Lynnwood Lifestyle: A family-friendly walk through favorite Lynnwood parks

Daleway Park (Courtesy of the City of Lynnwood)
Daleway Park (Photos courtesy of the City of Lynnwood)

Over the past seven months, Lynnwood Lifestyle has featured notable Lynnwood residents, unique restaurants, a broad range of community events, and background on significant art works in public places.

But this historic-for-its-high-temperatures month demands that we direct readers’ attention to the outdoors. Certainly no community is more worthy of a shout out for its parks and recreation system than Lynnwood, Washington.

So, we checked in with Park Superintendent Eric Peterson for a few suggestions of cool, shaded breezeways as the sun blazes on through August.

Peterson assures readers, “Lynnwood has many parks with historic relevance, unique signature features, and community partnerships.”

Let’s mix in some smaller greenbelts with Lynnwood’s venerable larger parks and see what the results are as we devise a plan on how to spend our coming summer days.

If you have a favorite park that calls to you (or your children) please let Lynnwood Lifestyle readers know by leaving your suggestion in the comments box at the end of this column.

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Daleway Park is the top pick of author Paddy Eger (“When The Music Stops” – Tendril Press] when she needs a quiet spot to reflect on her novel’s plot twists and character arcs. Eger lives on the Edmonds side of Lynnwood and as an ‘eastside’ resident finds the 19015 64th Ave. W. location perfect for getaways from her writer’s desk for a walk along Daleway Park’s trail.

The Daleway Park east trailhead is off 60th Avenue West and meanders through a forested band of trees providing shade and quiet. At the park’s opposite end is the 64th Ave. W. entrance which leads to open spaces, a spray pad that is perfect for cooling off little ones on our hottest days, plus picnic tables to spread out watermelon slices, sandwiches, and all sorts of fare at snack time.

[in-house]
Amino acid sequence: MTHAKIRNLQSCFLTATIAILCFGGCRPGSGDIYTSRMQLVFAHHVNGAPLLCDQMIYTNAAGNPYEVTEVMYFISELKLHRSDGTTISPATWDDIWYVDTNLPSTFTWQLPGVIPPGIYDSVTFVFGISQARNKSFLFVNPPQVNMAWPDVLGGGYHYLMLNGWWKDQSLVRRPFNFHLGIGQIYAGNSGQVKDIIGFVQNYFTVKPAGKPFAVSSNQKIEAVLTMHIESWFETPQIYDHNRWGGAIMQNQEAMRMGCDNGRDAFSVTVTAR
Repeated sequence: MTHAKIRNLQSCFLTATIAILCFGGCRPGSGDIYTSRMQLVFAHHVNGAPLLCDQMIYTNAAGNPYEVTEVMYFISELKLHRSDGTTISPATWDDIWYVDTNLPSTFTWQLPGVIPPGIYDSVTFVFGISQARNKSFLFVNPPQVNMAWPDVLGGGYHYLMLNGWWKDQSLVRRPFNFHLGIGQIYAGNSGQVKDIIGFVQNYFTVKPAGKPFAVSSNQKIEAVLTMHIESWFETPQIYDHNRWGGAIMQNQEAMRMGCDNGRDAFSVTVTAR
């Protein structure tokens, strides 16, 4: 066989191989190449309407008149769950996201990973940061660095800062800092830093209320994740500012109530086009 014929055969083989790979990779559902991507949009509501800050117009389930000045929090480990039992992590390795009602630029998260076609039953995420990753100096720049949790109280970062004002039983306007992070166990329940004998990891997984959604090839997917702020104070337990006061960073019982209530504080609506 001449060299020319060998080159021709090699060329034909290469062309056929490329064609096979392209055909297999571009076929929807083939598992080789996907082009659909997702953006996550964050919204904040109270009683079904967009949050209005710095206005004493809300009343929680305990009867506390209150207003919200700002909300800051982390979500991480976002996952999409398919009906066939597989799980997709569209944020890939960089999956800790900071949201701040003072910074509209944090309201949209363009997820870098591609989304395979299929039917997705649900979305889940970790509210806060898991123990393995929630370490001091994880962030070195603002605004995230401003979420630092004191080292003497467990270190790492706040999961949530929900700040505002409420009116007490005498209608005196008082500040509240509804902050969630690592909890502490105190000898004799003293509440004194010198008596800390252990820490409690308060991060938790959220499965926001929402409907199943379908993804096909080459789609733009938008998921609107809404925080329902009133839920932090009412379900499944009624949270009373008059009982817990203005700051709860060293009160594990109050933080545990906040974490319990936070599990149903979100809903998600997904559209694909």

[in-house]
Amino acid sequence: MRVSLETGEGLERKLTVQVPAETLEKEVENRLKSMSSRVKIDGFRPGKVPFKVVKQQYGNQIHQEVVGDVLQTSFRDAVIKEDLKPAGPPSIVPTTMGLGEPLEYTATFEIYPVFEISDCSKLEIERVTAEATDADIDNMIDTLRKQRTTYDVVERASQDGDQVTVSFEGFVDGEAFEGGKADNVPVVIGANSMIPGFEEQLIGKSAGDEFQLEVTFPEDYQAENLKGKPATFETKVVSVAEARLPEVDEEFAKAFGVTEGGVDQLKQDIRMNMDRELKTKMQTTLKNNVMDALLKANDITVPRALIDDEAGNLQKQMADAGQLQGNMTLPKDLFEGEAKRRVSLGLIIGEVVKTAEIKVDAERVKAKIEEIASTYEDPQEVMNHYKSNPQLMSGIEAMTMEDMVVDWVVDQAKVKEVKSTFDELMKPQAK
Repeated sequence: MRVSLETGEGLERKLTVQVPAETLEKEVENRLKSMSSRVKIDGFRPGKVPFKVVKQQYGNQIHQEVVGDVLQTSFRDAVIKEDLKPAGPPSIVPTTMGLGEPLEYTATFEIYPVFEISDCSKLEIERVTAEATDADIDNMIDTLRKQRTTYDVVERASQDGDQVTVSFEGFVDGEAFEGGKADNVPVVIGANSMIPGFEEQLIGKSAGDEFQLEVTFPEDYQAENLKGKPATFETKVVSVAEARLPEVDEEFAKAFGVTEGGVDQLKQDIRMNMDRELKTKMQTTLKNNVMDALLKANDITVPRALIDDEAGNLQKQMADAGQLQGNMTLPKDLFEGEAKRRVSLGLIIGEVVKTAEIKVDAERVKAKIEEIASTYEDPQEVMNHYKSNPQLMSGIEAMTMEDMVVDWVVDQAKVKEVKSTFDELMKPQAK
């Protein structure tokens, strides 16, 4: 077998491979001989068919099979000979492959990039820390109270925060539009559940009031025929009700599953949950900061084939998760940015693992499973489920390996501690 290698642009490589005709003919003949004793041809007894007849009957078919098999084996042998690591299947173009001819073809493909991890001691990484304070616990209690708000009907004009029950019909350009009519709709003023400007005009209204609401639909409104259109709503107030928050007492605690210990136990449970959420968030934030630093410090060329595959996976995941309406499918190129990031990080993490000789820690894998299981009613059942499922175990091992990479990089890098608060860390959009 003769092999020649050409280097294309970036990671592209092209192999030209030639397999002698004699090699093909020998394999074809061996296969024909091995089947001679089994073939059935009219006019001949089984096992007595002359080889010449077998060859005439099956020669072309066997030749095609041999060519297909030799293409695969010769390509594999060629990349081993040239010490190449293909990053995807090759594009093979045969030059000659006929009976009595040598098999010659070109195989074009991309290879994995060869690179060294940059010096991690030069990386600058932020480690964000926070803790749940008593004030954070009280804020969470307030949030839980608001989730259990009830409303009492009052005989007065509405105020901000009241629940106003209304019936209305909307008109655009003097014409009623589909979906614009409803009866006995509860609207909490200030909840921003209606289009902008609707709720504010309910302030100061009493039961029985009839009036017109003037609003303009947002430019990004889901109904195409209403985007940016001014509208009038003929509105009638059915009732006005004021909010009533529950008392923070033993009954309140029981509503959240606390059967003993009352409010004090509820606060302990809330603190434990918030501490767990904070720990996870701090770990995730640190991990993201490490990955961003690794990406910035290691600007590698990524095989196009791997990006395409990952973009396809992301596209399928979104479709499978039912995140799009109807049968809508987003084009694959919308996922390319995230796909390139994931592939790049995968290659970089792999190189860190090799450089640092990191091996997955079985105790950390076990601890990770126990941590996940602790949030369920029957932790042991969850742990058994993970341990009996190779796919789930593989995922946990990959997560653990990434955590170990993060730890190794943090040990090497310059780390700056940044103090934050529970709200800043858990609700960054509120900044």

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Gold Park. (Photo courtesy of City of Lynnwood)
Gold Park

Gold Park is our next stop. This park, located at 6421 200th St. S.W., calls to us because of its “seasonal spring” and the appeal of its forested trails.

The city’s parks department explains that the park is “preserved as a forested open space” in which trails meander through a botanical wonderland of trillium, ferns, and fairybells.

Described by the parks department as an ethnobotanical garden, the trails beckon visitors with its foliage of glossy greens and welcoming breezeways.

Gold Park is unique in the Lynnwood parks system because of its designation that the park grounds remain a passive park – no playground equipment, no spray pads. Its central feature is its ecosystem.

The park was adopted by Edmonds Community College’s LEAF (Learn-and-Serve Environmental Anthropology Field) program in 2010.

Shaded picnic areas make this park’s natural settings particularly appealing.

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North Lynnwood Park, otherwise known as Dragon Park.
North Lynnwood Park, otherwise known as Dragon Park.

North Lynnwood Park, 18510 44th Ave. W., grabs the attention of Lynnwood Lifestyle if for no other reason than its nickname: Dragon Park.

With its expansive open landscape, and plenty of features for Lynnwood’s younger set, North Lynnwood Park might be the perfect spot for larger reunions and PEPS [Program for Early Parent Support] gatherings.

Nicknamed for its artsy dragon inspired spray park fixture that jets refreshing cool water, the park was featured in Lynnwood Today shortly after the 2009 renovation of its spray pad.

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 Lynnwood’s Recreation Center pool. Looks fun, doesn’t it?
Lynnwood’s Recreation Center pool. Looks fun, doesn’t it?

Lynnwood has no shortage of parks including historic Heritage Park, Wilcox Park – plus the pool at the Recreation Center (18900 44th Ave. W.)

But we thought it might be fun to survey the Facebook group “Edmonds Moms” (which includes many Lynnwood Moms as well) to find out which Lynnwood parks are family favorites.

Ketrin Cromer puts her vote in for Dragon Park; enthusiastically adding an exclamation point to her endorsement. Jennifer Tait chooses Logan Park.

Then there’s Brianne Pruitt’s comment, “We like the spray parks . . . but we also like going to Scriber Lake Park to walk the shaded paths and look at the ducks and dragonflies.”

And Heidi Owen offers a ringing endorsement of Daleway Park for these hot days, reminding mommies that the ice cream truck makes stops at the park!

Whichever Lynnwood park you choose to discover, or revisit, Lynnwood Lifestyle can guarantee a history lesson, a good splash around, a breezy (or sunshiny) picnic – and lots of fun.

 — By Emily Hill

Emily ~ 2015 Bio jPeg for News (1)Emily Hill is the author of two novels and a short story collection. She also writes the Artfully Edmonds column for My Edmonds News. Emily is retired from a career in public information and news media relations. If you would like your event listed, or featured, in Lynnwood Lifestyle, Emily invites you to contact her at

  1. Mini Park (Sprague Pond), Scriber Lake, and Scriber Creek Park are good places to spot and photograph birds. You can walk from one to another via a walkway which runs from Scriber Lake southeast to 200th.

  2. Three Lynnwood parks are very good for bird watching: Scriber Lake, Mini Park (Sprague Pond), and Scriber Creek Park.

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